The gap between objective and subjective social status

The gap represents the difference between objective (household income and education level) and subjective social status. We classified the reported gaps into nine categories ranging from high SES (household income or education level) and high subjective social class to low SES and low subjective social class (i.e., High–High, High–Medium, High–Low, Medium–High, Medium–Medium, Medium–Low, Low–High, Low–Medium, and Low–Low).

Covariates

Residence was categorized as urban (Seoul, Daejeon, Daegu, Busan, Incheon, Kwangju, or Ulsan) or rural (areas not classified as a city). Employment status was categorized as employed or unemployed, which included housewives and students. Individuals were classified as currently married or never married, with the latter group including respondents who had previously been married or were widowed or divorced. Self-reported depressive symptoms were determined from the response to the question “Have you ever felt sadness or despair that interfered with everyday life for 2 or more continuous weeks during a 1-year time period?” The presence of depressive symptoms was categorized as yes or no. Furthermore, the presence of chronic disease was included in our models, and alcohol use, smoking status, and days of exercise per week were included as covariates. These variables are the level-2 covariates (between-subject).

Statistical analysis

Chi-square tests, t-test and a longitudinal data analysis were used to investigate the impact of the gap between SES and subjective social class on health-related quality of life. We used a linear mixed model to analyze two waves data nested within individuals. The linear mixed model is a tool for analyzing longitudinal data that arise in areas as diverse as clinical trials, epidemiology, agriculture, economics, and geophysics. This model is explained by the flexibility they offer in modeling the within-subject correlation often present in longitudinal data, and by the handling of both balanced and unbalanced data (i.e., data sets with different numbers of observations per subject, or subjects measured at different time points) [48]. All statistical analyses were conducted using SAS 9.2 (SAS Institute, Inc., Cary, NC, USA), and two-tailed p values ≤ 0.05 were deemed statistically significant.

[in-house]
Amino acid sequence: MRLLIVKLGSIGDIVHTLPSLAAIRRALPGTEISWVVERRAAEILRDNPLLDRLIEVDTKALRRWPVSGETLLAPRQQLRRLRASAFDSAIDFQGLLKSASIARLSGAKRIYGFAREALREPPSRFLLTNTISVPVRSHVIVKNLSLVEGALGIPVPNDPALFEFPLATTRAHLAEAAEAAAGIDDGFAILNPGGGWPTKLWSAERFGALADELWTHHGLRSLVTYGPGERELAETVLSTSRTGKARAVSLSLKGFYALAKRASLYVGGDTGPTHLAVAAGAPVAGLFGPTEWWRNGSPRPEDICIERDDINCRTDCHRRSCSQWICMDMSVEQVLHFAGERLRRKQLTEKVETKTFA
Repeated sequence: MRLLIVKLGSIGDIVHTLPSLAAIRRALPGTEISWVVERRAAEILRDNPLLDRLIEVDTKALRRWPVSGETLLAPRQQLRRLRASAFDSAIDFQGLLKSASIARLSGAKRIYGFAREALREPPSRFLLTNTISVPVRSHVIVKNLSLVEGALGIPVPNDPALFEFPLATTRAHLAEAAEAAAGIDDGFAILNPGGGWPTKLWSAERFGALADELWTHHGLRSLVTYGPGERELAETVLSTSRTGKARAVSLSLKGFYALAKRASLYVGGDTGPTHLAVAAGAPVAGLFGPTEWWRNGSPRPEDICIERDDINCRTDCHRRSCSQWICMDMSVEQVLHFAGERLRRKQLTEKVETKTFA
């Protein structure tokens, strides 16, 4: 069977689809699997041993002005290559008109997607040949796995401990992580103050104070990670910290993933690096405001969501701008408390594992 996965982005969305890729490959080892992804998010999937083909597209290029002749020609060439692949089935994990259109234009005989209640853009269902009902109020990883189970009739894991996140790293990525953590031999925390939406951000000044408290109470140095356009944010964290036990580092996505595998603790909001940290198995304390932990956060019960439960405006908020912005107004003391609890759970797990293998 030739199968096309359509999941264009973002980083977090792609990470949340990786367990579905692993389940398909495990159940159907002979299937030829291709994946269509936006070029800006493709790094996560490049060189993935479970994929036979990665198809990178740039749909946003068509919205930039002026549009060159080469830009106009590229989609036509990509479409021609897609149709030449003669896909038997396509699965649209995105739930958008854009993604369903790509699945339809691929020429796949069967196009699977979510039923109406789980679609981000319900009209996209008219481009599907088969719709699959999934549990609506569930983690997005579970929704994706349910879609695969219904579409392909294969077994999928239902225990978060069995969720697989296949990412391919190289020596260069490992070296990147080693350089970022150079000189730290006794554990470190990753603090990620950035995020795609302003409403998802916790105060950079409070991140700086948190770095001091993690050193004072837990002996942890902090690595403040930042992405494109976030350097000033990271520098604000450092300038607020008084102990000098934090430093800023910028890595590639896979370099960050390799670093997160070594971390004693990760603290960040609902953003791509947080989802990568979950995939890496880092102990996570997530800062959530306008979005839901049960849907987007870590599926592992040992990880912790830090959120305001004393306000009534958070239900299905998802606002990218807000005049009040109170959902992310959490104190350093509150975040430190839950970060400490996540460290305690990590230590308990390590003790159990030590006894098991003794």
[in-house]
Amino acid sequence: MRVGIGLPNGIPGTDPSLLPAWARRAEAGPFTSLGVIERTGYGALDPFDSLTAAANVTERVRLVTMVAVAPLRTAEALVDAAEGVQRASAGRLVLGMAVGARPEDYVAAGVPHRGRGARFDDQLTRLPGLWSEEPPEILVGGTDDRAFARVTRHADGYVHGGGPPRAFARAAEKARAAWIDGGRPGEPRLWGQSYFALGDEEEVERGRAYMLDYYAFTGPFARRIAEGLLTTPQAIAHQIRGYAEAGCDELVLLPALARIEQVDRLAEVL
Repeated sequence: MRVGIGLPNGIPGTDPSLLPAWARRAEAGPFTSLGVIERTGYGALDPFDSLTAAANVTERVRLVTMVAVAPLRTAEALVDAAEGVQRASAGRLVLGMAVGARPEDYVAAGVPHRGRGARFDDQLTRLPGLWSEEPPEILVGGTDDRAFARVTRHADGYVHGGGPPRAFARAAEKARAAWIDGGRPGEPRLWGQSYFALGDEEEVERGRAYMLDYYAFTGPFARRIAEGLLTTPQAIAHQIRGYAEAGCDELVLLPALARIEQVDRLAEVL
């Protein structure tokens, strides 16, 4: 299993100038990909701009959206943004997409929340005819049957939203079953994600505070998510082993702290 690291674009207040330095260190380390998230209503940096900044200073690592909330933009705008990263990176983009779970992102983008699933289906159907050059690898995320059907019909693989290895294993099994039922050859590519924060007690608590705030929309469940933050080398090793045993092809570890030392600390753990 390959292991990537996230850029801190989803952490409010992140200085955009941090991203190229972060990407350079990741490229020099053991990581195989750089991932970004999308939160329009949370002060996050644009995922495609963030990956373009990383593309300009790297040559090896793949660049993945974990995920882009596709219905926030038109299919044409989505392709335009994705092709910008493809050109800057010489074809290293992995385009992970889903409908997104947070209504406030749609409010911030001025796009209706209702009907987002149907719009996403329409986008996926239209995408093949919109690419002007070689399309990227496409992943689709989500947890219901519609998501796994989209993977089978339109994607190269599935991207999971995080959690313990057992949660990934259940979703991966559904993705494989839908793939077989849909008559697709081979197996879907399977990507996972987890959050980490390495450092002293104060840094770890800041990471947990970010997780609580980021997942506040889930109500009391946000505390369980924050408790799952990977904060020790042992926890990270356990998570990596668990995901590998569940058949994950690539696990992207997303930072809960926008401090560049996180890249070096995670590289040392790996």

Results

The baseline (2009) socio-demographic characteristics of the study participants (n = 12,350) are shown in Table 1. We found little difference between the distributions of the weighted and unweighted percentages. The mean population EQ-VAS scores were 71.99 (unweighted) and 72.81 (weighted).
Table 1

General characteristics of the respondents at baseline (2009)

 

Total

Unweighted %

Weighted %

Health-related quality of life (EQ-VAS)

p value

 

Unweighted mean

Weighted mean

SD

Sex

      

<0.0001

 Male

5,390

43.6

44.5

74.36

75.10

15.46

 

 Female

6,960

56.4

55.5

70.16

70.98

16.54

 

Age

      

<0.0001

  ≤ 29

1,547

12.5

16.5

76.72

76.75

17.17

 

 30–39

2,423

19.6

21.9

74.85

74.92

15.53

 

 40–49

2,637

21.4

22.8

74.40

74.34

15.48

 

 50–59

2,183

17.7

17.4

72.48

72.86

15.30

 

 60–69

2,010

16.3

12.2

68.74

68.92

15.08

 

  ≥ 70

1,550

12.6

9.2

62.23

61.99

15.98

 

Residence

      

<0.0001

 Urban

5,611

45.4

47.6

72.83

73.58

16.05

 

 Rural

6,739

54.6

52.4

71.29

72.11

16.32

 

Marital status

      

<0.0001

 Married

8,975

72.7

70.3

72.26

72.84

15.63

 

 Widowed/divorced/unmarried

3,375

27.3

29.7

71.28

72.74

17.68

 

Employment status

      

<0.0001

 Employed

7,392

59.9

61.2

73.47

74.07

15.36

 

 Unemployed

4,958

40.2

38.8

69.79

70.82

17.23